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Friday, May 31, 2013

Older Americans Are Worried About Health Care Issues

As Americans continue to live and work longer, health care issues have become the biggest worry for retirees.  That is one of the major conclusions in a study commissioned by Bank of America Merrill Lynch in partnership with Age Wave, a leading consulting firm on the aging work force.  The survey gathered responses from more than 6,000 individuals, age 45 and older, from all walks of life (including pre-retirees as well as retirees) who weighed in with their hopes and fears regarding retirement.

When asked about their greatest concern in regard to living longer, 72% said they were worried about serious health problems.  60% said they were worried about not being a burden to their family and 47% said they were worried about running out of money.  Only 13% of the respondents said they were worried about not having enough money to leave an inheritance to children and grandchildren.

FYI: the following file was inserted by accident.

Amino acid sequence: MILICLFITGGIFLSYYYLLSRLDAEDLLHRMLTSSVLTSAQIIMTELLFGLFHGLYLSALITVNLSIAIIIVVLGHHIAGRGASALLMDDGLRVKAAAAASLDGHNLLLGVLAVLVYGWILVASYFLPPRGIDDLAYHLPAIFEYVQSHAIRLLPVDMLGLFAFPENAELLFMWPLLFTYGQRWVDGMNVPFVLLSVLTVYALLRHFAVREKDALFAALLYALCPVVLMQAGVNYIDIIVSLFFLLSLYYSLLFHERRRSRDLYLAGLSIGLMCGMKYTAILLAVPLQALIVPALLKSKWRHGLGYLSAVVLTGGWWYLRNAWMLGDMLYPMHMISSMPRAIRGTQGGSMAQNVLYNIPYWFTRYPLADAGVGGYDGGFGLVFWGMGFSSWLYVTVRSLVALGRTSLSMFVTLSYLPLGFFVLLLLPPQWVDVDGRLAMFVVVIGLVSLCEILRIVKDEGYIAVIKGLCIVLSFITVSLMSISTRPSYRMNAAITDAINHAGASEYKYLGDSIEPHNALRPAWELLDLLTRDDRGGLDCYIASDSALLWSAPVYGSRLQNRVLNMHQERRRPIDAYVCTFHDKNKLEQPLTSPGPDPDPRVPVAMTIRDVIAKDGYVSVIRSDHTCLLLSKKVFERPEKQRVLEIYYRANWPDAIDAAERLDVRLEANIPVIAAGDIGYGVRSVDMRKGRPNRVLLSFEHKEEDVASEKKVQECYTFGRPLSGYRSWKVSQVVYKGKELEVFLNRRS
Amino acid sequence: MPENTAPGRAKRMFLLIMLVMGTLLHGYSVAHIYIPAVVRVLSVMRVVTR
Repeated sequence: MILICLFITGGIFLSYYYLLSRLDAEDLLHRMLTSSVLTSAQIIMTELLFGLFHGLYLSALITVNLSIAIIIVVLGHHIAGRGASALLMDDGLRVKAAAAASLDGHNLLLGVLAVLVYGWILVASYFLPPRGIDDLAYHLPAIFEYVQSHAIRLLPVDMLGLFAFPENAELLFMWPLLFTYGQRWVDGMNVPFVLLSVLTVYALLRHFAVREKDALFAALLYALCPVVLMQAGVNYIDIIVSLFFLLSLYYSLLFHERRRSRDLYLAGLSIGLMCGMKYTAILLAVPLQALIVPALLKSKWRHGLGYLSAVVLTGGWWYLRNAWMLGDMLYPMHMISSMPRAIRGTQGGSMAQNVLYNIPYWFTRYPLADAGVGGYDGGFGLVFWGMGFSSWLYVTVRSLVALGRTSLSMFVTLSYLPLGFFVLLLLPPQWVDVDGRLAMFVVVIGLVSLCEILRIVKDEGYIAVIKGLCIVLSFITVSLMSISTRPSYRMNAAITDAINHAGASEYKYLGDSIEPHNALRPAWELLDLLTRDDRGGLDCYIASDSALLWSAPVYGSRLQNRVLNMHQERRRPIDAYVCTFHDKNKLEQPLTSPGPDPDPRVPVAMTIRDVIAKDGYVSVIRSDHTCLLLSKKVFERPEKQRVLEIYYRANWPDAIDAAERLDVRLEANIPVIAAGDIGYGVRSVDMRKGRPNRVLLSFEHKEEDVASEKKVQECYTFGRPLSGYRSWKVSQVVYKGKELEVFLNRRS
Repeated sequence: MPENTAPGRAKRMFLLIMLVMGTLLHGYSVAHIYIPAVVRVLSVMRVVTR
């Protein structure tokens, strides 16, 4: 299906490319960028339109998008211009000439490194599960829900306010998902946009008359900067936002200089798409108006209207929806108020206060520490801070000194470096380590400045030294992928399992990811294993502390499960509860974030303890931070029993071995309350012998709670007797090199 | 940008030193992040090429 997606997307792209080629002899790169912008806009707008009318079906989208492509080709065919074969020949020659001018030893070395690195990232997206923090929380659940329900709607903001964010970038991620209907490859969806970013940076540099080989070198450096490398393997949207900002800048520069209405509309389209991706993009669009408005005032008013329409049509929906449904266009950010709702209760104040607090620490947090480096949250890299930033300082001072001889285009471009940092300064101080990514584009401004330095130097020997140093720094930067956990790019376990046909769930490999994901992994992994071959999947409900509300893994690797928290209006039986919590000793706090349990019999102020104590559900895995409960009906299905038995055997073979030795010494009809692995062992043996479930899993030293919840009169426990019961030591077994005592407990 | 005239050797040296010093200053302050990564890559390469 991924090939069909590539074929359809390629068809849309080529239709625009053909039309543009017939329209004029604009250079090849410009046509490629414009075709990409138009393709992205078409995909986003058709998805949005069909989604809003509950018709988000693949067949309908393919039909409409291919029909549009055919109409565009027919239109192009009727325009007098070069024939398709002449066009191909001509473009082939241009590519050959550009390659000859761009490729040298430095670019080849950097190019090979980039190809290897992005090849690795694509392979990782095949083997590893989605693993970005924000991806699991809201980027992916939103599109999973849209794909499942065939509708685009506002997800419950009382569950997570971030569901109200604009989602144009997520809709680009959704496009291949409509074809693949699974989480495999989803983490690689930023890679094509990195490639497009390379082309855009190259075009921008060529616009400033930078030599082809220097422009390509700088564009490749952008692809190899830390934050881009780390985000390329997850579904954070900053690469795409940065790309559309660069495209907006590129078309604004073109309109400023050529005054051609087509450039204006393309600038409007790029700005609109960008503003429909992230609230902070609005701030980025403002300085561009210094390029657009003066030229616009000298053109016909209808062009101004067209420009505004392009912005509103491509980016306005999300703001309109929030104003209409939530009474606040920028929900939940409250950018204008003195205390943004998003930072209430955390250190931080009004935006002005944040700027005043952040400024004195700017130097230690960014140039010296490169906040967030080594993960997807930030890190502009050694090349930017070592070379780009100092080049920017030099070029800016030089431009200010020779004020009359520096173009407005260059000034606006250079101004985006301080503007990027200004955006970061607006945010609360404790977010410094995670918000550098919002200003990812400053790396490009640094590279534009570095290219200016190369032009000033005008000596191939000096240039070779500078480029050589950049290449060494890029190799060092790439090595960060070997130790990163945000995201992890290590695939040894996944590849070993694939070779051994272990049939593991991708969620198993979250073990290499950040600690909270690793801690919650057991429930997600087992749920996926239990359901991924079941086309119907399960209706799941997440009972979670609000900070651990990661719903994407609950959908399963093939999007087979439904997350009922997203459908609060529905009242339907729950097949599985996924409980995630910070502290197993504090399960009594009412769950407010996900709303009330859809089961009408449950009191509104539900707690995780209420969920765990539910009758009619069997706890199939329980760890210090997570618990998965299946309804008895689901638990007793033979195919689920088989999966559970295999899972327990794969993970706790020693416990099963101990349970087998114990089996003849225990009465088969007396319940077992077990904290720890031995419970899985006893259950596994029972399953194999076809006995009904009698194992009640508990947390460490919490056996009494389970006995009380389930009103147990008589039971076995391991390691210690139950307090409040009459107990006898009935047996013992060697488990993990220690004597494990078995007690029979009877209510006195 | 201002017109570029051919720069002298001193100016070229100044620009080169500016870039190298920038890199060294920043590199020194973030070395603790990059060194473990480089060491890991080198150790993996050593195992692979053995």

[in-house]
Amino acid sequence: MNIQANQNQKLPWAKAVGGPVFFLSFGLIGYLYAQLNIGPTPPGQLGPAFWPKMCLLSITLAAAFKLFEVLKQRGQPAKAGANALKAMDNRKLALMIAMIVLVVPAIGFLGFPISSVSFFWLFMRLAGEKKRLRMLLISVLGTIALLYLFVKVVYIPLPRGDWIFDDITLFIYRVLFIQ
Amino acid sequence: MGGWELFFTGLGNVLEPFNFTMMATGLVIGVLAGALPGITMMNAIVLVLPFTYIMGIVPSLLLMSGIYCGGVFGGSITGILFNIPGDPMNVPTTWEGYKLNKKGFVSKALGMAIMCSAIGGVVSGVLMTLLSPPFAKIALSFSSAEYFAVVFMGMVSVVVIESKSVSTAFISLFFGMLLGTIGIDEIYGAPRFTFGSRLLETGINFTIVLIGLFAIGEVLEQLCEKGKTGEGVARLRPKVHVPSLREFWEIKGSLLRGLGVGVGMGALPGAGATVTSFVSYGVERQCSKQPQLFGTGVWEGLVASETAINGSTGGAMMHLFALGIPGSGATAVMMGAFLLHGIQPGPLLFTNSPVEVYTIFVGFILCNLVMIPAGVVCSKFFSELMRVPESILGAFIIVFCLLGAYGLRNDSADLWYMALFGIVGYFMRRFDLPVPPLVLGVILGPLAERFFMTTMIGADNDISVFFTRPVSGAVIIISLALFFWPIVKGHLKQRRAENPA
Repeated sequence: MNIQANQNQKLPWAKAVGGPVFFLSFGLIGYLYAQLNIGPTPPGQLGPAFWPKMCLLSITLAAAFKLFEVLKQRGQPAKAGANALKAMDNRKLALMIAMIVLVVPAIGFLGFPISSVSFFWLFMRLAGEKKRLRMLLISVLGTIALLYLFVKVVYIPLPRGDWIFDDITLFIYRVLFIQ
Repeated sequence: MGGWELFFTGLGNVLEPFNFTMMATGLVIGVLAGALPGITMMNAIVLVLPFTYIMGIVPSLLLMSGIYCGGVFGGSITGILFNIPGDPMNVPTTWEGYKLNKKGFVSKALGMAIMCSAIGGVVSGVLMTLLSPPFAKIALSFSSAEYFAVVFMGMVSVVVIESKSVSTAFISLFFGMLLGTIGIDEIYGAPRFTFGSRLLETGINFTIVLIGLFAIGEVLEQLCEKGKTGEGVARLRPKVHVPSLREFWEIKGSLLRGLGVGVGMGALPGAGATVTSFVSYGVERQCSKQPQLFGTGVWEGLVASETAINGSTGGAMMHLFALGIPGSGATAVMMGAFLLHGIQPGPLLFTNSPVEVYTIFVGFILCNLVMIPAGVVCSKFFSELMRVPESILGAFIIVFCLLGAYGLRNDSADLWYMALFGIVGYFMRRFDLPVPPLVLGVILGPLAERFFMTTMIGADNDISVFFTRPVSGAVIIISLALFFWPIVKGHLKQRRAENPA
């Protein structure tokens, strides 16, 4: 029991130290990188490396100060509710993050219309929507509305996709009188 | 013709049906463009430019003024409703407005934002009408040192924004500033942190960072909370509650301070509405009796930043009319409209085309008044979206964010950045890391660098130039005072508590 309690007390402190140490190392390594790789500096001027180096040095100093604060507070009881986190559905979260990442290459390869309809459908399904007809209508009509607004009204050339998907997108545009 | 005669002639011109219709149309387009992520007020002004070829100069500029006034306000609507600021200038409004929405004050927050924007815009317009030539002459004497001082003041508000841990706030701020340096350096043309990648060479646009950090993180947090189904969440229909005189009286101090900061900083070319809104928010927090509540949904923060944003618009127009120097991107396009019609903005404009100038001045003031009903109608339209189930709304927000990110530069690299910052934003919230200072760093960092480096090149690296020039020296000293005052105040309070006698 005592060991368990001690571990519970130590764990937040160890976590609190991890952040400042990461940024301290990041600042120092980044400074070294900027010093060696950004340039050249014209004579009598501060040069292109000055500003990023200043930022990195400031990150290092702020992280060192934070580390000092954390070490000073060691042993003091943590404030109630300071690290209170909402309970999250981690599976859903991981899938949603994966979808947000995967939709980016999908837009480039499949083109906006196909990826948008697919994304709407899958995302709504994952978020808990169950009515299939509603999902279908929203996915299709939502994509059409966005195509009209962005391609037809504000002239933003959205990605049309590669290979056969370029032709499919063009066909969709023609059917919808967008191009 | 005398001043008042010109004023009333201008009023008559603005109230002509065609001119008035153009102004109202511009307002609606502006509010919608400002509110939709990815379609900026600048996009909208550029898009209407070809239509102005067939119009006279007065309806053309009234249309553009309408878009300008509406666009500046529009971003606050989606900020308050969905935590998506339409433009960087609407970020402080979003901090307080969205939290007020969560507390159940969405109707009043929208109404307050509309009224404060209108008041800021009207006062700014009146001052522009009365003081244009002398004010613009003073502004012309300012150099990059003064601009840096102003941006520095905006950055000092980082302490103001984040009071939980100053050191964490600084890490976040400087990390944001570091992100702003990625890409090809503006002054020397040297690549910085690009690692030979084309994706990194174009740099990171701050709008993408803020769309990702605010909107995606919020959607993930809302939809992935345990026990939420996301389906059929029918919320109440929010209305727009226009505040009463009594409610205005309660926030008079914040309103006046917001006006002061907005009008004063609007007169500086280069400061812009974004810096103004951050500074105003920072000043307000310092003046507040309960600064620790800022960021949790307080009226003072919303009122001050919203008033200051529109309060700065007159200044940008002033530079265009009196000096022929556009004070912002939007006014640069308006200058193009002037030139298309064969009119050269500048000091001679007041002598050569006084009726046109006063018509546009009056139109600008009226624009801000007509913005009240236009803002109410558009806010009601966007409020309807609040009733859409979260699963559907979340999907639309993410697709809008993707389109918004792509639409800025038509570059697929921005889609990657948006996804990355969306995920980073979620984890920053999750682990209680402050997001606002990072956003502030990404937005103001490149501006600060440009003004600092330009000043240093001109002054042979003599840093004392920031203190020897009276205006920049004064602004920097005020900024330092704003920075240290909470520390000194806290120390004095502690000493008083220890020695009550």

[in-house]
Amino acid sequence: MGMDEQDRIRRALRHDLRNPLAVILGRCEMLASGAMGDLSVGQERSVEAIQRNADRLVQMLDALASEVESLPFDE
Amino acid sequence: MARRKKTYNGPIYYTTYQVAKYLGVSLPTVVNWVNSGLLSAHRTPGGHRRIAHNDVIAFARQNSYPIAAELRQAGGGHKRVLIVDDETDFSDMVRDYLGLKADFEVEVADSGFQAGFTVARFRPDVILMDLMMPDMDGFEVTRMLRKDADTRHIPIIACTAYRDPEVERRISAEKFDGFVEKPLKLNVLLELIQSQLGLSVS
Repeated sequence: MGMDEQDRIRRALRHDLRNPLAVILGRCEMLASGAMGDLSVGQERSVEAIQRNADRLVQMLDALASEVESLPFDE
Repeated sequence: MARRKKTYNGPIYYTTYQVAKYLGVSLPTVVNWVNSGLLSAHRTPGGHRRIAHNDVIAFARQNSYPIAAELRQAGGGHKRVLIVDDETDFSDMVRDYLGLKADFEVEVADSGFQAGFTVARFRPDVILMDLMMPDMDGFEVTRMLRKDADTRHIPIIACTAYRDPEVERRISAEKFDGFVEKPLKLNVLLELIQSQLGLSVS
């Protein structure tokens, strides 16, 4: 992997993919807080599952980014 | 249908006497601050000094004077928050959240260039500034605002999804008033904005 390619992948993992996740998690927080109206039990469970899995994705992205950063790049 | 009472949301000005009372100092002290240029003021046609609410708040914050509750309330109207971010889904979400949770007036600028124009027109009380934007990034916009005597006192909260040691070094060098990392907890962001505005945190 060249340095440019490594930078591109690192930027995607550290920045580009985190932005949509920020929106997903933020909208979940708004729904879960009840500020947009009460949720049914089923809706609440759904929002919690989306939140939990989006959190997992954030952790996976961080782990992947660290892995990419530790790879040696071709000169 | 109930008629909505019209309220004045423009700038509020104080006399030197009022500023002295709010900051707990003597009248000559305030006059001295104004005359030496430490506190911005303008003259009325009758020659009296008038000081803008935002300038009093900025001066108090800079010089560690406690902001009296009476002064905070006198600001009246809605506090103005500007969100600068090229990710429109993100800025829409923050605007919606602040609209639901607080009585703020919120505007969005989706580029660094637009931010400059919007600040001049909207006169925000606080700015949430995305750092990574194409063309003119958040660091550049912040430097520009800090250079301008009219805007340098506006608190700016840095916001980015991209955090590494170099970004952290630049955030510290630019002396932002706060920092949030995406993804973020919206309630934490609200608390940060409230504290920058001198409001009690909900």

The survey also asked about the top financial worries.  Again, the greatest response related to health care where 52% of respondents, with at least $250,000 in investable assets, indicated they were worried about the cost of health care.  Interestingly, only 6% of people with at least $250,000 in investable assets said they were worried about a lack of social security.  

A complete copy of the study may be found at:

According to the study, unanticipated medical expenses can derail years of retirement preparation and 60% of bankruptcies in the U. S. today are related to medical bills.  Health issues are also the number one reason why people retire early.

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